Sees | Hillary ClintonSUBSCRIBE for the latest news and updates from the Hillary Clinton campaign ► Watch more videos from Hillary Clinton!► Stay connected with the campaign. Subscribe on YouTube ► Like us on Facebook ► Follow us on Twitter ► Follow us on Instagram ► Pin with us on Pinterest ► ABOUT HILLARY CLINTON Hillary Clinton has served as Secretary of State, Senator from New York, First Lady of the United States, First Lady of Arkansas, a practicing lawyer and law professor, activist, and volunteer, but the first things her friends and family will tell you is that she’s never forgotten where she came from or who she’s been fighting for throughout her life. Hillary was raised in a suburb of Illinois where she attended public school and was raised a Methodist by her parents. She attended Wellesley College, and went on to study law at Yale. After attending Yale Law School, she went to work for the Children’s Defense Fund, going door to door in New Bedford, Massachusetts. After serving as a lawyer for the Congressional Committee investigating President Nixon, she moved to Arkansas where she taught law and ran legal clinics representing poor people. She co-founded Arkansas Advocates for Children and Families, one of the state’s first child advocacy groups. As First Lady under President Bill Clinton, Hillary tenaciously led the fight to reform our health care system so that all our families have access to the care they need at affordable prices. Hillary led the U.S. delegation to Beijing to attend the UN Fourth World Conference on Women and gave a groundbreaking speech, declaring that “human rights are women's rights and women's rights are human rights once and for all”—inspiring women worldwide and helping to galvanize a global movement for women’s rights and opportunities. Hillary was then elected to the U.S. Senate, becoming the first woman senator from New York. She repeatedly worked across the aisle to get things done, including working alongside Republicans after the terrorist attacks of September 11, 2001. When Congress wouldn't do enough for rural areas and small towns, Hillary didn’t back down. She launched innovative partnerships with the tech industry and provided support to local colleges and small businesses. When President Obama asked Hillary to serve as his secretary of state, she answered the call to public service once again. She was a forceful champion for human rights, internet freedom, and rights and opportunities for women and girls, LGBT people and young people all around the globe. Now she’s running for President because everyday Americans need a champion and she wants to be that champion. ABOUT THE HILLARY CLINTON YOUTUBE CHANNEL Welcome to Hillary Clinton’s YouTube Channel. This channel is the official hub for videos related to Hillary Clinton’s 2016 presidential run, and where you’ll find small glimpses into the Hillary Clinton presidential campaign. Learn all about Hillary’s platform, and where she stands on the issues facing America today. Connect with Hillary on the problems that matter to you: climate change, immigration, healthcare, inequality, education, and the economy. See the pivotal moment that began it all, with the Getting Started video announcing her candidacy. Watch important speeches and event highlights, such as Hillary’s official campaign launch speech on Roosevelt Island, New York. Stay up to date with the campaign ads and video everyone will be talking about on social media. Follow Hillary Clinton on the campaign trail leading up to the democratic primaries and caucuses in Iowa, New Hampshire, South Carolina, Nevada, and many more states. Explore Hillary’s background and bio, and learn how she has always been a forceful champion for human rights, internet freedom, and rights and opportunities for women and girls, the LGBT community, and young people all around the globe. Get inspired and fired up about becoming a volunteer, and donating to the campaign. Hillary is running for President because everyday Americans need a champion and she want to be that champion. This account is run by Hillary for America. Get updates from the campaign by going to our website:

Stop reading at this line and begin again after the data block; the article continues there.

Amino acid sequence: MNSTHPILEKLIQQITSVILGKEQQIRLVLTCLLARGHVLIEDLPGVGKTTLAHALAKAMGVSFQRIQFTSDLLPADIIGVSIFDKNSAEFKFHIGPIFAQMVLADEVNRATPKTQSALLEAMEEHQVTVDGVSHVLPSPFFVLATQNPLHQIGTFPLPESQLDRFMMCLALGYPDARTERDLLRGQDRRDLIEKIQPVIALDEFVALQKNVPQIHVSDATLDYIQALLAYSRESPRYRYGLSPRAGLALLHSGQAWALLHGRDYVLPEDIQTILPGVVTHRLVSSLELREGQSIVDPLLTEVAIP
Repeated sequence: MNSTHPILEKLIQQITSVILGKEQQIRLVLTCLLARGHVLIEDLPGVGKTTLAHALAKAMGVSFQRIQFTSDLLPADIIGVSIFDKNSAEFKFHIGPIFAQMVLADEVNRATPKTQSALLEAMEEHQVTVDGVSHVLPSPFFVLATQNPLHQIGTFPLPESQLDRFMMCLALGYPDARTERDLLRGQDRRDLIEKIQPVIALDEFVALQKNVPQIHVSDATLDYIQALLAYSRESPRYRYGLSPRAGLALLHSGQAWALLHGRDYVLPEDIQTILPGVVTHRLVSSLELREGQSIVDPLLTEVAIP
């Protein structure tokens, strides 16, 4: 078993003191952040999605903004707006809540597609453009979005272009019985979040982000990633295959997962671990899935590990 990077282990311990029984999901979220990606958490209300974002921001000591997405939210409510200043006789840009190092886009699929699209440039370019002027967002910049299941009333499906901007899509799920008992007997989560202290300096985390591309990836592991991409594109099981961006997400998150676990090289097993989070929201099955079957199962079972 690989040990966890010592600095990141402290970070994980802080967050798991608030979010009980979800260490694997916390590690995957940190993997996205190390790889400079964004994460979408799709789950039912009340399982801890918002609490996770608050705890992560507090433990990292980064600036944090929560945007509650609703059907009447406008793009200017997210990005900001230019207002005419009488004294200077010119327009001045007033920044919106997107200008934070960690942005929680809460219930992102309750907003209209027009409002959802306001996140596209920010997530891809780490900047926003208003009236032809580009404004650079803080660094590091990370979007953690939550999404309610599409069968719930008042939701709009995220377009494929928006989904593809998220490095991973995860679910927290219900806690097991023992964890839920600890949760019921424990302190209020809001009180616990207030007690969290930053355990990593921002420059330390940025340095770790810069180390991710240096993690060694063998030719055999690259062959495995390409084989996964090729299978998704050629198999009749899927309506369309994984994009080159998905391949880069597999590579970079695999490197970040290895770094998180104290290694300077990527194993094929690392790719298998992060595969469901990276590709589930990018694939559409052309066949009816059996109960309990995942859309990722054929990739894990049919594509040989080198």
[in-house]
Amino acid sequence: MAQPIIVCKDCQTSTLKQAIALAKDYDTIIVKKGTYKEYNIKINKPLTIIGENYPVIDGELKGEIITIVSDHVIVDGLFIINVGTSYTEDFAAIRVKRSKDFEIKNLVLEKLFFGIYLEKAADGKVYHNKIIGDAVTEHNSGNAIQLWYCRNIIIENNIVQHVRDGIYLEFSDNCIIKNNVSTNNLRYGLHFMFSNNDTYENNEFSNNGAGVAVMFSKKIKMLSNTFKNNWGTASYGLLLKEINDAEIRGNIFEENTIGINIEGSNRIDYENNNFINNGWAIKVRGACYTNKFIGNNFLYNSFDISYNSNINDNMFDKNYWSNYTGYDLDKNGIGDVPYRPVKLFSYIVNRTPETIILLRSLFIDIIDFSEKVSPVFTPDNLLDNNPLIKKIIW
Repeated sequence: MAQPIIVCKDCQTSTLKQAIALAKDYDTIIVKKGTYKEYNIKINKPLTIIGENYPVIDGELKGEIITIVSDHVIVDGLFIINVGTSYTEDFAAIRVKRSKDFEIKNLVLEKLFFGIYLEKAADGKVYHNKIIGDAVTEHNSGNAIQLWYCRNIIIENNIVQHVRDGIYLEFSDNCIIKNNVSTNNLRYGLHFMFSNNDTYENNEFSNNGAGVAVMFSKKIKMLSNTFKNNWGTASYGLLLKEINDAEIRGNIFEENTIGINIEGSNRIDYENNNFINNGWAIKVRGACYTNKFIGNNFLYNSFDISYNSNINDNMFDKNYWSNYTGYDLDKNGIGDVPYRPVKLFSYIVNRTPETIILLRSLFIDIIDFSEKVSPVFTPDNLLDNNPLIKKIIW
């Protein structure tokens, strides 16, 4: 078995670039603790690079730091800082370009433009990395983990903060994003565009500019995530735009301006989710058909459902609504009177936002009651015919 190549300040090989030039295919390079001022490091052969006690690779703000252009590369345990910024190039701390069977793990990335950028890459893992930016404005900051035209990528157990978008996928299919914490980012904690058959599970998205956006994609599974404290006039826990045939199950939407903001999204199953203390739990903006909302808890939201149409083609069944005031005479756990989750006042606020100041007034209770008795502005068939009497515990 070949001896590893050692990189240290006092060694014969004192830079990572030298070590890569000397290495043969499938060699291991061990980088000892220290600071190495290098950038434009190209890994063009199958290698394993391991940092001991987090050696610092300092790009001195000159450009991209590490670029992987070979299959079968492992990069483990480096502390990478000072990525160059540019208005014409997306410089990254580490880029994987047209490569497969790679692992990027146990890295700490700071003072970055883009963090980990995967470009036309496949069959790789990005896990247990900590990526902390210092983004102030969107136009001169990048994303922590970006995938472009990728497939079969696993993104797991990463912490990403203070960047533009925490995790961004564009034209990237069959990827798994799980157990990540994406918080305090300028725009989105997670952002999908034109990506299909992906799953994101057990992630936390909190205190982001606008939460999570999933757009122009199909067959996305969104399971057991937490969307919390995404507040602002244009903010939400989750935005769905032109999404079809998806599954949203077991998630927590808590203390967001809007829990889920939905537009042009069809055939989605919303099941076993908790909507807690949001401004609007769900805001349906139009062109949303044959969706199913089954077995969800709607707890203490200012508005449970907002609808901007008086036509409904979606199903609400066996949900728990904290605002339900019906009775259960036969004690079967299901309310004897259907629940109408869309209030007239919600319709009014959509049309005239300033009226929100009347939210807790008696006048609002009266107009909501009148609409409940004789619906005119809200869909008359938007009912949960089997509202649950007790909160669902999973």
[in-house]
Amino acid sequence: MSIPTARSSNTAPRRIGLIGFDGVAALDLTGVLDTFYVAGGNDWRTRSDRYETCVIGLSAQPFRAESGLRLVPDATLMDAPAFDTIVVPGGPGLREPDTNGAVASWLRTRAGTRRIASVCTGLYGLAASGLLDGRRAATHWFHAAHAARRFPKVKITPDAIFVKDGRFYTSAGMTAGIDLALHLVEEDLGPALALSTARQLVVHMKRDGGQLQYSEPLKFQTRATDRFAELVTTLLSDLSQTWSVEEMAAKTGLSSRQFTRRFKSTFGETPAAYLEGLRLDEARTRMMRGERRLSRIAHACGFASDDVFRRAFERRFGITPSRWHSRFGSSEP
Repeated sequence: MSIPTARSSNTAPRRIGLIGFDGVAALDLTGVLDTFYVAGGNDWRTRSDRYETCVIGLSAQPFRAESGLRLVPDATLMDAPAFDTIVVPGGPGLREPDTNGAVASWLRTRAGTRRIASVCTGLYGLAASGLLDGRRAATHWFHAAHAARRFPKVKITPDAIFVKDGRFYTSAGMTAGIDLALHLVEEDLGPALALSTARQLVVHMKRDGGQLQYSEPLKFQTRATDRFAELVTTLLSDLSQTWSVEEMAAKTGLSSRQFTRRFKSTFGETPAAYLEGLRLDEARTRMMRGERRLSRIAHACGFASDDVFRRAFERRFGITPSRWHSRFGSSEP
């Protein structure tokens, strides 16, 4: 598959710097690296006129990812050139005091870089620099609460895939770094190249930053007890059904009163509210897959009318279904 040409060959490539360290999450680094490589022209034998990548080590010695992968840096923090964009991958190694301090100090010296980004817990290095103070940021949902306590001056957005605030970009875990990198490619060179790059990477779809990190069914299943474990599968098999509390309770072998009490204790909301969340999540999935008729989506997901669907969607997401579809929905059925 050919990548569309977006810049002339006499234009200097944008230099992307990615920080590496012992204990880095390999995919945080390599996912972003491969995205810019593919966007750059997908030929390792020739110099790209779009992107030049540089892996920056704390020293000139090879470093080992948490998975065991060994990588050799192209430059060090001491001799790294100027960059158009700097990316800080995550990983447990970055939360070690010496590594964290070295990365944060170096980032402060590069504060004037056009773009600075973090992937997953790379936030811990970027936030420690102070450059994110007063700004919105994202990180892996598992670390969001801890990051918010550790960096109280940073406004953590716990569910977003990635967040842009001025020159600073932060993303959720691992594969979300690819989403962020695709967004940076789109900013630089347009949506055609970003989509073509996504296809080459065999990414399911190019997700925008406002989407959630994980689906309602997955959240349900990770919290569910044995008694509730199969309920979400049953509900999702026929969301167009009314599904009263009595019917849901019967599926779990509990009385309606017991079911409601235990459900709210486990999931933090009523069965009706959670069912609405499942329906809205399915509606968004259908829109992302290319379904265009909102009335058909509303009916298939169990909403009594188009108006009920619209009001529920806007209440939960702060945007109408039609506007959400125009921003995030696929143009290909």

Trump’s mocking of the disabled newspaper reporter turned into a major campaign theme for Clinton, who has repeatedly hammered Trump for his perceived insensitivity to people with disabilities — most recently in a TV ad issued last week, featuring disabilities advocate Anastasia Somoza. That ad can be viewed in the video above.

Politically, Clinton is smart to make a major issue of Trump’s Kovaleski incident. In a Bloomberg News poll issued in August, voters were asked which Trump statement or incident bothered them the most.

Trump’s mocking of people with disabilities topped the list, with more than 60 percent calling the Kovaleski incident Trump’s worst offense — even more than the number offended by Trump’s attacks on the Khan family, who lost a son to the war in Iraq.